Book Review - Death of the Wehrmacht
The German Campaigns of 1942
University Press of
Kansas, , 2007, 978-0-7006-1531-5, 431 pp. Lawrence
Reviewed by Dr Albert Palazzo
Sometimes a book remains unread and overlooked for far too long. This was the case for my copy of Robert M Citino’s, Death of the Wehrmacht: The German Campaigns of 1942. I have read and enjoyed other works by Citino, so I was not surprised to discover that this book is also excellent. The Death of the Wehrmacht explains how an army that was so rampantly victorious in the war’s opening years became unstuck so quickly in 1942, the Second World War’s turning point. Citino offers an important story that holds lessons for all contemporary military professionals.
From the book’s title, a reader might expect a campaign history and, in part, this is the case. Citino offers an overview of all the German campaigns of that fateful year, from North Africa to the Balkans and most importantly to the
Citino fixes this book in
Citino shows how Institutional culture acted as a limiting factor on the options available to German commanders. Invariably, no matter the situation, the solution they took was to attack. Field Marshal Erwin Rommel led his Afrika Korps deep into
Some attributes of the German Army have entered into the ways of war of other states. The most significant is the concept of Auftragstaktik, which the Australian Army, and other forces, knows as mission command. Australian Army doctrine extols mission command and leaders are supposed to allow their subordinates to get on with the task assigned, and not interfere. Despite being doctrine, it does not work well in the Australian context. Perhaps commanders are reluctant to let go because mission command is the product of a foreign culture and it does not resonate with the Australian understanding of war. Military culture, like all culture, can not be grafted onto a foreign host, as the attempt to pound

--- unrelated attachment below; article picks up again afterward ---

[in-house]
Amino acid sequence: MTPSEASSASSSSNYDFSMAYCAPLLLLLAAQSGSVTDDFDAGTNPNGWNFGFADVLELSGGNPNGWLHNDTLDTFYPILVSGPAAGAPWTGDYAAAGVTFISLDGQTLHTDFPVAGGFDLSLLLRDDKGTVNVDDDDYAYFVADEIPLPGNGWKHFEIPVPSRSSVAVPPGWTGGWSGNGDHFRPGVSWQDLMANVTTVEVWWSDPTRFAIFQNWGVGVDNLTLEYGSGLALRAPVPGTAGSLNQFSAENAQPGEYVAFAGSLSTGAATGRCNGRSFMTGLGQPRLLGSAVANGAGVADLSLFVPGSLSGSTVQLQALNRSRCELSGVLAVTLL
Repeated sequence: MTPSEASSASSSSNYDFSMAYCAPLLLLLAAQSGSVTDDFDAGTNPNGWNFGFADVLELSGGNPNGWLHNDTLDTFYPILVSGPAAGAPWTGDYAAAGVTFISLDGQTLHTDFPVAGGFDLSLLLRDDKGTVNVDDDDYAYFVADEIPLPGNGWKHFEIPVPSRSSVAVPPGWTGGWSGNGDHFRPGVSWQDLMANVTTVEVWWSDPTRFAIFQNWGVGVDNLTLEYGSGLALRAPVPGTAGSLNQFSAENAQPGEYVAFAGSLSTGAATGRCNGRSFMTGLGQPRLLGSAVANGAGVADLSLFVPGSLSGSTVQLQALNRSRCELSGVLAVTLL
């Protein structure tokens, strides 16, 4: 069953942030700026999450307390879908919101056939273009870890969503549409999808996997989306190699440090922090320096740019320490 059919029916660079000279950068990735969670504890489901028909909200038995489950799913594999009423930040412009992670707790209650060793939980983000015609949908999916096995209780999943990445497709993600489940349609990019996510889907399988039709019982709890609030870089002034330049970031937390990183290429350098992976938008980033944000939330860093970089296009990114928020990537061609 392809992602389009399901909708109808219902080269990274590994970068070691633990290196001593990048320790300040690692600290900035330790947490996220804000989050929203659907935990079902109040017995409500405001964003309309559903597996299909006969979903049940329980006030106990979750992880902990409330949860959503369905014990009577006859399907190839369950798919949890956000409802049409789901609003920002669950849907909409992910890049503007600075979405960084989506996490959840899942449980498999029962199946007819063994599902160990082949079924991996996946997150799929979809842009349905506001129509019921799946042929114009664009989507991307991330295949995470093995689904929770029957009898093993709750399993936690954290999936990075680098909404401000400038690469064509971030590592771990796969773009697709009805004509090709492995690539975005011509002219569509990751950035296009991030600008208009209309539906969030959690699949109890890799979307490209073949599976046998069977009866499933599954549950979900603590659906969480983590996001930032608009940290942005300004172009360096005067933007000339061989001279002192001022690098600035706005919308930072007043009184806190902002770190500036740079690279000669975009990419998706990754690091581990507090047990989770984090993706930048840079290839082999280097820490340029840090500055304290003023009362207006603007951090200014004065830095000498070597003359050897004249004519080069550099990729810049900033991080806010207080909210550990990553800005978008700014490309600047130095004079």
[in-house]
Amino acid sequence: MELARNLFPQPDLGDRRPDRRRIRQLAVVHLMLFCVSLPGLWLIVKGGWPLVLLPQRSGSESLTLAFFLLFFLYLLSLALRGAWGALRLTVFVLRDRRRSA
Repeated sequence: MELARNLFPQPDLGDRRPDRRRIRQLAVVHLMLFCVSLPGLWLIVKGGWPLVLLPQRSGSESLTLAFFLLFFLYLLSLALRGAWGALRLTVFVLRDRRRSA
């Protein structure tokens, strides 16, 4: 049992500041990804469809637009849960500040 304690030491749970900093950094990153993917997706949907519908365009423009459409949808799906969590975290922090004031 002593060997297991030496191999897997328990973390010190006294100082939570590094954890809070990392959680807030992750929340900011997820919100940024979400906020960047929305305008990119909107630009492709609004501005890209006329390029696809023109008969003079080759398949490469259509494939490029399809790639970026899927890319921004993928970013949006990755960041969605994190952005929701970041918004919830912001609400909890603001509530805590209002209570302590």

Those readers who have a long-neglected book in your collection take heed. There was a reason you added it to your shelf, even if you cannot now remember. You might find yourself as I did with a good book that should have been read sooner. Citino has produced an impressive work of utility to the military professional. It should be read. If you have a copy, give it a go. If not, get one.
The views expressed in this article and subsequent comments are those of the author(s) and do not necessarily reflect the official policy or position of the Australian Army, the Department of Defence or the Australian Government.
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